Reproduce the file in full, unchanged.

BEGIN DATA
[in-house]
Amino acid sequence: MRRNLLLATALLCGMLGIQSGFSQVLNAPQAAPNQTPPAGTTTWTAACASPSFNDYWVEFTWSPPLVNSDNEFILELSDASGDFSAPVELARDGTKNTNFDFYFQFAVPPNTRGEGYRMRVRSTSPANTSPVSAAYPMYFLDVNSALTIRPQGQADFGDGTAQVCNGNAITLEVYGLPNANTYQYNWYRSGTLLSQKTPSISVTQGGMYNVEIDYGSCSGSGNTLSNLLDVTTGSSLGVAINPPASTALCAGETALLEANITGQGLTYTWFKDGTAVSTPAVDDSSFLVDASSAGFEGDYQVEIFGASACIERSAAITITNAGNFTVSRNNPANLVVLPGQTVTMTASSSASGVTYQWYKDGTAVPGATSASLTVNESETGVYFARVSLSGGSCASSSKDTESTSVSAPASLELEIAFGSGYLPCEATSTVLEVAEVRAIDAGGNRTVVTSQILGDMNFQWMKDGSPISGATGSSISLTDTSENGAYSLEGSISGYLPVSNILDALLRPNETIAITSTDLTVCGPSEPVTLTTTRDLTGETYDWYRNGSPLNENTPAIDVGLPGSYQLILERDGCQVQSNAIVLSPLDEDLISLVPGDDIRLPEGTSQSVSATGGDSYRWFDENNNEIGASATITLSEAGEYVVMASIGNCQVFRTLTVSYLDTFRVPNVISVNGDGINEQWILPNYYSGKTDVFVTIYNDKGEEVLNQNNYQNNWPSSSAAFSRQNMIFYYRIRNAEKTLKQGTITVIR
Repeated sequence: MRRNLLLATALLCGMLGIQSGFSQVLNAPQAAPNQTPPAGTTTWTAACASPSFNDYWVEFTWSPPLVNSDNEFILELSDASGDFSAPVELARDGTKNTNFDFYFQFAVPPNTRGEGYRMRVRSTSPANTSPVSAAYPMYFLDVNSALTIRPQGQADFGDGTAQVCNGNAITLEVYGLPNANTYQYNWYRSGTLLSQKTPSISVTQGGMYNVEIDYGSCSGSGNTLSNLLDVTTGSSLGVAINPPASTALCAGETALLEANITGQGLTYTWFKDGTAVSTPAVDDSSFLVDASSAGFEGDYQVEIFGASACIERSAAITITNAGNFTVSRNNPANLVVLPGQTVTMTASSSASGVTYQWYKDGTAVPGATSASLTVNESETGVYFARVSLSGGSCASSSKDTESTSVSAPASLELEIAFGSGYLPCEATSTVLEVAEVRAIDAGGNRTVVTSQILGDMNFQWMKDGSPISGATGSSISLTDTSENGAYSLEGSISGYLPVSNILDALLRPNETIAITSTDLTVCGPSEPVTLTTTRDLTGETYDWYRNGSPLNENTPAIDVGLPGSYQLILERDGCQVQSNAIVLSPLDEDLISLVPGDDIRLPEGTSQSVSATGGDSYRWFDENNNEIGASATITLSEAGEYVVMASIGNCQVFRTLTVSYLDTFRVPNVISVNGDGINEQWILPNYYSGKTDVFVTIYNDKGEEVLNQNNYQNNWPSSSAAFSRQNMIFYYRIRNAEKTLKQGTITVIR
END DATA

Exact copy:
[in-house]
Amino acid sequence: MRRNLLLATALLCGMLGIQSGFSQVLNAPQAAPNQTPPAGTTTWTAACASPSFNDYWVEFTWSPPLVNSDNEFILELSDASGDFSAPVELARDGTKNTNFDFYFQFAVPPNTRGEGYRMRVRSTSPANTSPVSAAYPMYFLDVNSALTIRPQGQADFGDGTAQVCNGNAITLEVYGLPNANTYQYNWYRSGTLLSQKTPSISVTQGGMYNVEIDYGSCSGSGNTLSNLLDVTTGSSLGVAINPPASTALCAGETALLEANITGQGLTYTWFKDGTAVSTPAVDDSSFLVDASSAGFEGDYQVEIFGASACIERSAAITITNAGNFTVSRNNPANLVVLPGQTVTMTASSSASGVTYQWYKDGTAVPGATSASLTVNESETGVYFARVSLSGGSCASSSKDTESTSVSAPASLELEIAFGSGYLPCEATSTVLEVAEVRAIDAGGNRTVVTSQILGDMNFQWMKDGSPISGATGSSISLTDTSENGAYSLEGSISGYLPVSNILDALLRPNETIAITSTDLTVCGPSEPVTLTTTRDLTGETYDWYRNGSPLNENTPAIDVGLPGSYQLILERDGCQVQSNAIVLSPLDEDLISLVPGDDIRLPEGTSQSVSATGGDSYRWFDENNNEIGASATITLSEAGEYVVMASIGNCQVFRTLTVSYLDTFRVPNVISVNGDGINEQWILPNYYSGKTDVFVTIYNDKGEEVLNQNNYQNNWPSSSAAFSRQNMIFYYRIRNAEKTLKQGTITVIR
Repeated sequence: MRRNLLLATALLCGMLGIQSGFSQVLNAPQAAPNQTPPAGTTTWTAACASPSFNDYWVEFTWSPPLVNSDNEFILELSDASGDFSAPVELARDGTKNTNFDFYFQFAVPPNTRGEGYRMRVRSTSPANTSPVSAAYPMYFLDVNSALTIRPQGQADFGDGTAQVCNGNAITLEVYGLPNANTYQYNWYRSGTLLSQKTPSISVTQGGMYNVEIDYGSCSGSGNTLSNLLDVTTGSSLGVAINPPASTALCAGETALLEANITGQGLTYTWFKDGTAVSTPAVDDSSFLVDASSAGFEGDYQVEIFGASACIERSAAITITNAGNFTVSRNNPANLVVLPGQTVTMTASSSASGVTYQWYKDGTAVPGATSASLTVNESETGVYFARVSLSGGSCASSSKDTESTSVSAPASLELEIAFGSGYLPCEATSTVLEVAEVRAIDAGGNRTVVTSQILGDMNFQWMKDGSPISGATGSSISLTDTSENGAYSLEGSISGYLPVSNILDALLRPNETIAITSTDLTVCGPSEPVTLTTTRDLTGETYDWYRNGSPLNENTPAIDVGLPGSYQLILERDGCQVQSNAIVLSPLDEDLISLVPGDDIRLPEGTSQSVSATGGDSYRWFDENNNEIGASATITLSEAGEYVVMASIGNCQVFRTLTVSYLDTFRVPNVISVNGDGINEQWILPNYYSGKTDVFVTIYNDKGEEVLNQNNYQNNWPSSSAAFSRQNMIFYYRIRNAEKTLKQGTITVIR